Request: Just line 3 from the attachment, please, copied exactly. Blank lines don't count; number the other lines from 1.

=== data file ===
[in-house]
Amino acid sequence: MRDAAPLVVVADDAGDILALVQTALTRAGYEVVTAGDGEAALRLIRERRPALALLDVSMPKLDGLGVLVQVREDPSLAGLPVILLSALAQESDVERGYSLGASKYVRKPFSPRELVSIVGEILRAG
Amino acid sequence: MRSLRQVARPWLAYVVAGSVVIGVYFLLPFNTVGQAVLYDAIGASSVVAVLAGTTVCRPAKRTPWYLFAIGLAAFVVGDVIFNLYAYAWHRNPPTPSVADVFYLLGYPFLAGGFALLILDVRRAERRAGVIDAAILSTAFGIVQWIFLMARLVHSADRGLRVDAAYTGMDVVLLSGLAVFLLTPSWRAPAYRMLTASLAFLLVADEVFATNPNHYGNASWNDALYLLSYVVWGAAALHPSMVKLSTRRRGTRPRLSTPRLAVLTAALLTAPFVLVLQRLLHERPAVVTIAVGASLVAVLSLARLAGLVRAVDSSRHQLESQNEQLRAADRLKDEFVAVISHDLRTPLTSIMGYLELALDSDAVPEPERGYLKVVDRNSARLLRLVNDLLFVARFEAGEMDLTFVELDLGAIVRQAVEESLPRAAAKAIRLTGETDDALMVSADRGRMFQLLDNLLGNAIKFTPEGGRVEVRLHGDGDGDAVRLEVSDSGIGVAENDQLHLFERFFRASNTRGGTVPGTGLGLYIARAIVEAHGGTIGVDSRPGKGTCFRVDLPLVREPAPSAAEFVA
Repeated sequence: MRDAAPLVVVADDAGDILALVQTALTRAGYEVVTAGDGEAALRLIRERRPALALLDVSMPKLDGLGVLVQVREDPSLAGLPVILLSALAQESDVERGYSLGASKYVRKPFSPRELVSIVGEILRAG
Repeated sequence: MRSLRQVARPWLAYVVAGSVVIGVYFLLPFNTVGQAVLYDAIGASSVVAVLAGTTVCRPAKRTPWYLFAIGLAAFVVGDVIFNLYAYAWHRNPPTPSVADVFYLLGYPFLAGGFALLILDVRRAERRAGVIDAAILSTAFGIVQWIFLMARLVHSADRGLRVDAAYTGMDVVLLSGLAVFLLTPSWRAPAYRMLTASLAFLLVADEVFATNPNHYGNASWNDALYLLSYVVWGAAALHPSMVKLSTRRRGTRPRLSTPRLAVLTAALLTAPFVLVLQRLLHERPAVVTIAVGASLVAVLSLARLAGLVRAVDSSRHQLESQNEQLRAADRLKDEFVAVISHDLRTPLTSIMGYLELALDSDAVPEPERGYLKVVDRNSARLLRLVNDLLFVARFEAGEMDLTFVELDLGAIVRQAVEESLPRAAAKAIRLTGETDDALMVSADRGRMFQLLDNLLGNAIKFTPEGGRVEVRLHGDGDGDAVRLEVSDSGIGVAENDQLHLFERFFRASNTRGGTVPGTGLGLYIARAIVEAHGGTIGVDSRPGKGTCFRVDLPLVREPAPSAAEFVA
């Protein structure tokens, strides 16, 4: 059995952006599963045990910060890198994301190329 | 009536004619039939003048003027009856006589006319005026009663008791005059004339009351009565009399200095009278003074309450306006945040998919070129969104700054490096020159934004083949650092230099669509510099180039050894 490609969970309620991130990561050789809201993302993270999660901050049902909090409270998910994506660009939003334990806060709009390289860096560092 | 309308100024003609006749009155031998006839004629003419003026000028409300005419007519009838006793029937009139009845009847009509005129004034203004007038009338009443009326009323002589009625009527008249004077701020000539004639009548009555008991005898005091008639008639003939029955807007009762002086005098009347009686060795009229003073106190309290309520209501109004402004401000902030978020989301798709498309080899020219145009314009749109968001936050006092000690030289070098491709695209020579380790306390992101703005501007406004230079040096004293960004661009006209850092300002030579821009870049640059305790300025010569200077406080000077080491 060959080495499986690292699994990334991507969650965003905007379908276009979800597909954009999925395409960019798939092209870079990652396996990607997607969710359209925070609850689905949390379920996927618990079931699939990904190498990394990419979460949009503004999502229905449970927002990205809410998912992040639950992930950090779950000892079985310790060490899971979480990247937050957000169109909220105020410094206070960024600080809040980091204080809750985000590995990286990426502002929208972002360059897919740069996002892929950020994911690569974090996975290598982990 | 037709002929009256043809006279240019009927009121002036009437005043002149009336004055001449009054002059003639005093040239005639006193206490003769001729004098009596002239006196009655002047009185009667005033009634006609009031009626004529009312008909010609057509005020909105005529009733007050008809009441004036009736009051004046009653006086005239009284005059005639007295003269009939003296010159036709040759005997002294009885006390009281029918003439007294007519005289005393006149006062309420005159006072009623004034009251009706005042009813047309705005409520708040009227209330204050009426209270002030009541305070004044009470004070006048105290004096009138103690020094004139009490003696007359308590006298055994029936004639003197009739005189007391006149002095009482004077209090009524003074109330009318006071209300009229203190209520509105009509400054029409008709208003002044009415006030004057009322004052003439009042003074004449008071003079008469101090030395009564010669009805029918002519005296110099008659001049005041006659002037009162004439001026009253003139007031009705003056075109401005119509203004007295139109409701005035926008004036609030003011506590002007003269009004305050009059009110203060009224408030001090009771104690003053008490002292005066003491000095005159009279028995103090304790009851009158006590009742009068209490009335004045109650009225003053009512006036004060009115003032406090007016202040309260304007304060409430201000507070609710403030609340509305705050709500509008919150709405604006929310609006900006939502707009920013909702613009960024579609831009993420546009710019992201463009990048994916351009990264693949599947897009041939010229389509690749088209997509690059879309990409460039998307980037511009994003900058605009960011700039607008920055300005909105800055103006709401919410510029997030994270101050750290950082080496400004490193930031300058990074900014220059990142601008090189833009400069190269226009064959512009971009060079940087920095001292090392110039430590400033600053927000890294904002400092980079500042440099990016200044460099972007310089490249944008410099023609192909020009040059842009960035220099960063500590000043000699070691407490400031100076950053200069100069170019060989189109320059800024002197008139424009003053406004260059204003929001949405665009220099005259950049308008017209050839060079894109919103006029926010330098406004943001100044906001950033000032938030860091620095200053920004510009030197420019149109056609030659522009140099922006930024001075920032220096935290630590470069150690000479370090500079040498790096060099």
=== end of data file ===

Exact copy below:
Amino acid sequence: MRSLRQVARPWLAYVVAGSVVIGVYFLLPFNTVGQAVLYDAIGASSVVAVLAGTTVCRPAKRTPWYLFAIGLAAFVVGDVIFNLYAYAWHRNPPTPSVADVFYLLGYPFLAGGFALLILDVRRAERRAGVIDAAILSTAFGIVQWIFLMARLVHSADRGLRVDAAYTGMDVVLLSGLAVFLLTPSWRAPAYRMLTASLAFLLVADEVFATNPNHYGNASWNDALYLLSYVVWGAAALHPSMVKLSTRRRGTRPRLSTPRLAVLTAALLTAPFVLVLQRLLHERPAVVTIAVGASLVAVLSLARLAGLVRAVDSSRHQLESQNEQLRAADRLKDEFVAVISHDLRTPLTSIMGYLELALDSDAVPEPERGYLKVVDRNSARLLRLVNDLLFVARFEAGEMDLTFVELDLGAIVRQAVEESLPRAAAKAIRLTGETDDALMVSADRGRMFQLLDNLLGNAIKFTPEGGRVEVRLHGDGDGDAVRLEVSDSGIGVAENDQLHLFERFFRASNTRGGTVPGTGLGLYIARAIVEAHGGTIGVDSRPGKGTCFRVDLPLVREPAPSAAEFVA